We are showing results from a radioactive underfill experiment with a product chip. In this case, the space between the solder bumps, which is typically filled with an ultra-low underfill compound, is filled with a highly radioactive epoxy material. Acceleration factors of 100,000 and higher over naturally occurring alpha fluxes can be achieved. With that, the mean time between events is only minutes to hours, and the time for obtaining statistically meaningful numbers of events is only days or weeks.
    Jaret Heise, Sanford Underground Research Facility Opportunities at the Sanford Underground Research Facility (30 minutes) Building on rich legacies in both mining and transformational physics research, the Sanford Underground Research Facility (SURF), in South Dakota, has been operating as a dedicated research facility for over 10 years. A brief overview of the facility and the science program will be presented. SURF has significant expansion opportunities, and applications from interested research and testing groups are welcome.
    12:00 Noon – 1:00 PM (PT) Lunch and Exhibits
    Jeff Barton and Eric Crabill, Xilinx An Introduction to Real-Time Testing (30 minutes) This presentation provides an introduction to real time testing — also known as atmospheric testing — an accepted test methodology referenced in the JESD89 specification. Learn about its advantages, what is involved in setting up and maintaining experiments, and operational pitfalls to avoid.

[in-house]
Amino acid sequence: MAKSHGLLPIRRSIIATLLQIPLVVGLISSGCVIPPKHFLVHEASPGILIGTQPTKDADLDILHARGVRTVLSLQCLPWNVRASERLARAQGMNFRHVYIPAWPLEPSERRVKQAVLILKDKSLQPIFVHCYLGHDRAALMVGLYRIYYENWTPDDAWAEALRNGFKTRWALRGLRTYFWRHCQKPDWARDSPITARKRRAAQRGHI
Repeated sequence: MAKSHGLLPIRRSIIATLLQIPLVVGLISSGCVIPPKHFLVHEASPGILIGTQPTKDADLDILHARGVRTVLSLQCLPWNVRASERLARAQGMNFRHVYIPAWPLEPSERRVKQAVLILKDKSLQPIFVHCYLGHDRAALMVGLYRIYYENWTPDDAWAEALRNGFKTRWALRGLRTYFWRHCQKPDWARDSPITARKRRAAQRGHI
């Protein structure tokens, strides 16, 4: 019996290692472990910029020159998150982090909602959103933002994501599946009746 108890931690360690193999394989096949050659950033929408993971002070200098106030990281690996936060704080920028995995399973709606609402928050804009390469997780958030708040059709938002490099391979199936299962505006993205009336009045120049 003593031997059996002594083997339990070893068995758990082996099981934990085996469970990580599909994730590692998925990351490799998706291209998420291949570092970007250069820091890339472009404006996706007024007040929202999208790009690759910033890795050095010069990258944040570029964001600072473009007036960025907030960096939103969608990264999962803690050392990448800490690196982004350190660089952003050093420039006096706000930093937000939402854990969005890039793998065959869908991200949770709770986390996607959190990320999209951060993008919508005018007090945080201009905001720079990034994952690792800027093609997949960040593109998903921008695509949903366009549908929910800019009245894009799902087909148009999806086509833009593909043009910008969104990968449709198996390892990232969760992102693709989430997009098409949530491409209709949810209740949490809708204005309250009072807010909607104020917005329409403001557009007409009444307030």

Norbert Seifert, Intel On the Efficacy of Using Proton Beams for Estimating Neutron-Induced Soft Error Rates (30 minutes) This work investigates the feasibility of using high energy proton beams in lieu of, or to complement, broad energy spectrum neutron beams for accelerated testing of the cosmic component of terrestrial soft error rates (SER). Logic and memory devices manufactured in three recent technologies were tested at various proton facilities and their single event upset cross sections compared to soft error rates measured at the Los Alamos Neutron Science Center (LANSCE). Linear energy transfer and soft error simulations were conducted to understand the limits of using proton beam facilities. Both simulation results and experimental data demonstrate that a good correlation between proton cross-section and LANSCE neutron SER can be established for tested devices and technologies.
    Francis Classe, Cypress New High Energy Neutron Spallation Beam, ChipIr, at Appleton-Reutherford Lab at Oxford (30 minutes) This presentation discusses the correlation of a new high-energy neutron spallation beam, ChipIr, at the Appleton-Reutherford Laboratory in Oxford, England. Both Flash memories and SRAM products were tested at the ChipIr beam, and correlated to LANSCE and TRIUMF beams accordingly. The data indicates that the ChipIr beam produces results approximately 1.3 – 2x compared to that of TRIUMF and LANSCE accordingly, making it a very acceptable choice for high energy neutron studies.
    3:30 PM (PT) Close of Workshop